III. Procedures
(4/26/10)

 

- Ultimately, in order to provide a convincing case -- even for myself -- I need to be able to answer the objections of the opposition. I need to face the objections, and explain them away -- if I can.
- But, to do that effectively, first I need a way to foster effective debate.
- Yeah, right...

- But fortunately, I believe that we humans can easily develop a "format" for insuring effectiveness in written debate -- if only we can get one of us who owns, or has significant influence with, a popular news, or general information, website to become involved.
- That's what I'm missing. I claim that given such a website, I have such a format...
- I am currently trying to find an appropriate host. So far, no one seems interested...

- But anyway, I claim that such a format can work miracles. It can begin to resolve some of humanity's biggest problems -- what to believe about Jesus is, at least, one of those.
- In this, my teensy and unknown website, I will be trying to present my version of the arguments for the New Testament -- for Jesus being the Prophesied Jewish Messiah.
- I have my doubts, but I also have my hopes, and what I propose to ultimately do here (hopefully, with the help of others) is
1) Present the best case for Jesus that I can;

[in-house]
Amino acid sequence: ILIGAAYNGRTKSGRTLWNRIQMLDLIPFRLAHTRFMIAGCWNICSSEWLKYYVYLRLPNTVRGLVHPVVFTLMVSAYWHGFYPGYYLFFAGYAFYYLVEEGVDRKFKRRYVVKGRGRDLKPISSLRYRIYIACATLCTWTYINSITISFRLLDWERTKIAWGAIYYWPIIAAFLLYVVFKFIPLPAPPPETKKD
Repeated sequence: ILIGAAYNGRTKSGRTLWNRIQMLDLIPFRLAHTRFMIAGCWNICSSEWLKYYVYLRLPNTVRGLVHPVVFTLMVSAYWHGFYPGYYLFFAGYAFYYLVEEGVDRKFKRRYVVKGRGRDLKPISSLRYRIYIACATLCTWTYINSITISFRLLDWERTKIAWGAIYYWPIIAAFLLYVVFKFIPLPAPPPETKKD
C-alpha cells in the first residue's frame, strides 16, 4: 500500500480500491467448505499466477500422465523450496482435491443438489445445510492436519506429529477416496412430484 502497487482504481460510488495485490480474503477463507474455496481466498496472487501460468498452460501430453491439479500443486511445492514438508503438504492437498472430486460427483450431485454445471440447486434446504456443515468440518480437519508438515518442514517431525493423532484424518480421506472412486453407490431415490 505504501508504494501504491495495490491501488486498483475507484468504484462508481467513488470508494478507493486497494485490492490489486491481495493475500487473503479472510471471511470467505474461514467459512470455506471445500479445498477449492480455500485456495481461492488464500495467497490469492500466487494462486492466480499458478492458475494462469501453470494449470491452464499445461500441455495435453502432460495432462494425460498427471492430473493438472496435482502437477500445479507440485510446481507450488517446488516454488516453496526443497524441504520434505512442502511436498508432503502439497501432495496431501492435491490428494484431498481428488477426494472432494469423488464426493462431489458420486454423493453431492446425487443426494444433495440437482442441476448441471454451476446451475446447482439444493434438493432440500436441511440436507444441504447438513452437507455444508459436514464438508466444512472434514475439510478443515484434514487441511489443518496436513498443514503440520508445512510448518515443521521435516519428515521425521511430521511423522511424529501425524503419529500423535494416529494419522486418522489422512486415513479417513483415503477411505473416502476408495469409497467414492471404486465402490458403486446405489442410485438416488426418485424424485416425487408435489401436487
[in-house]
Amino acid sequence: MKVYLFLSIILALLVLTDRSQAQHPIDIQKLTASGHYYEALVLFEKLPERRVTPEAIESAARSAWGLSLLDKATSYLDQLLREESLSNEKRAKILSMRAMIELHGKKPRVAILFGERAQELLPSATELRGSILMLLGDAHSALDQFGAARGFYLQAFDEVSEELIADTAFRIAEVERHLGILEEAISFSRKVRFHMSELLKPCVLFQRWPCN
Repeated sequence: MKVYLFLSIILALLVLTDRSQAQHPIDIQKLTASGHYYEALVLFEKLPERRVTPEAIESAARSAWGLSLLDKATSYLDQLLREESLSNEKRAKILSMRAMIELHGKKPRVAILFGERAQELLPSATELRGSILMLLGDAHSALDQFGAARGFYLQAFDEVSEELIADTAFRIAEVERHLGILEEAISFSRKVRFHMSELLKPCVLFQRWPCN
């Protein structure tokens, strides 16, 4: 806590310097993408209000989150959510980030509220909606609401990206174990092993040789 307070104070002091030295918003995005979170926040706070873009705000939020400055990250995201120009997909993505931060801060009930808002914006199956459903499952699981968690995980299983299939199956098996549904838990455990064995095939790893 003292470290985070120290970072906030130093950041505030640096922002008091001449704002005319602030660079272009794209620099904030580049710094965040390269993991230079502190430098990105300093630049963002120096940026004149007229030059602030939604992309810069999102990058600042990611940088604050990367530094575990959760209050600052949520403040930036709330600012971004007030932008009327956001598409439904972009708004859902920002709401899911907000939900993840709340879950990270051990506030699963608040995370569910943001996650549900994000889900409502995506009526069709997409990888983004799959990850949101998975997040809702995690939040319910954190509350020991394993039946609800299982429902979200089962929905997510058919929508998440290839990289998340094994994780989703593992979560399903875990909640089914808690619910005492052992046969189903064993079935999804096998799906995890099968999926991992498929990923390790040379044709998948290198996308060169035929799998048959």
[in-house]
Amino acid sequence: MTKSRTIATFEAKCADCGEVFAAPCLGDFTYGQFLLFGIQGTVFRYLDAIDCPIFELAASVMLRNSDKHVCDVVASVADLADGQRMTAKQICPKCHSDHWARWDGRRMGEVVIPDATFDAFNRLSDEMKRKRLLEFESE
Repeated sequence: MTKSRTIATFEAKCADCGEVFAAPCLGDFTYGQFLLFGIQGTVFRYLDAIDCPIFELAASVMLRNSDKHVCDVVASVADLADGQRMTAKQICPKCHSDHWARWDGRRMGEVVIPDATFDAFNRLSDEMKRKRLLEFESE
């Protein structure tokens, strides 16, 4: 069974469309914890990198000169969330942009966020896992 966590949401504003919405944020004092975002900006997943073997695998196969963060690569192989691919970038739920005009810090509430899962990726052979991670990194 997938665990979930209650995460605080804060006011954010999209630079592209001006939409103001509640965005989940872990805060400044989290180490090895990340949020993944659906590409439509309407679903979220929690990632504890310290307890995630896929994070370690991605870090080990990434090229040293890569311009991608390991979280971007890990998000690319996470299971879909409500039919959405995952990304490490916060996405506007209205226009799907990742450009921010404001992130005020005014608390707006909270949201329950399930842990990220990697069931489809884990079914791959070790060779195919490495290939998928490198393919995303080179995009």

2) Field counter claims;
3) Counter the counter claims;
4) Field the counter claims, to my counters to the original counter claims; etc.
- In order to meaningfully evaluate any claims I make supporting the New Testament, we need to 'hear' responses from experts who disagree. WHAT WE ULTIMATELY NEED IN ORDER TO EFFECTIVELY JUDGE MY CLAIMS SUPPORTING JESUS is extended and effective debate with "the other side." We need a kind of "TRIAL."
- So, let's get it on!

- But again, first, I need to explain this thing about "effective debate." My proposed format involves procedures similar to those of an American courtroom.


- Once upon a time, in a kingdom far, far away, there lived a happy old couple with just ONE problem – there was an axe stuck in their ceiling. In truth, the couple wasn’t all THAT happy because they constantly worried that someday that axe would fall out of the ceiling and kill somebody. One day a tired and hungry stranger came along and the old couple invited him in for a rest and a meal. While eating, the couple told the stranger about their life together, pointing out that the one sour note in all their happy existence was that (damned) axe stuck in the ceiling. At which point, the stranger got up on his chair, and with a quick tug, dislodged the axe from the ceiling…

 

Our "Courtroom"
(Public, Written, Serial, Debate)


1. We Americans (not to mention humanity in general) currently (just like always) face a multitude of serious and controversial issues (and decisions) for which we are best advised to be as well informed as possible. Currently, it is such things as "global warming," abortion, Iraq, Iran, Afghanistan, immigration, gun control, health insurance, torture, 9/11 irregularities, government corruption, media complicity, conspiracy theory, etc, etc, etc.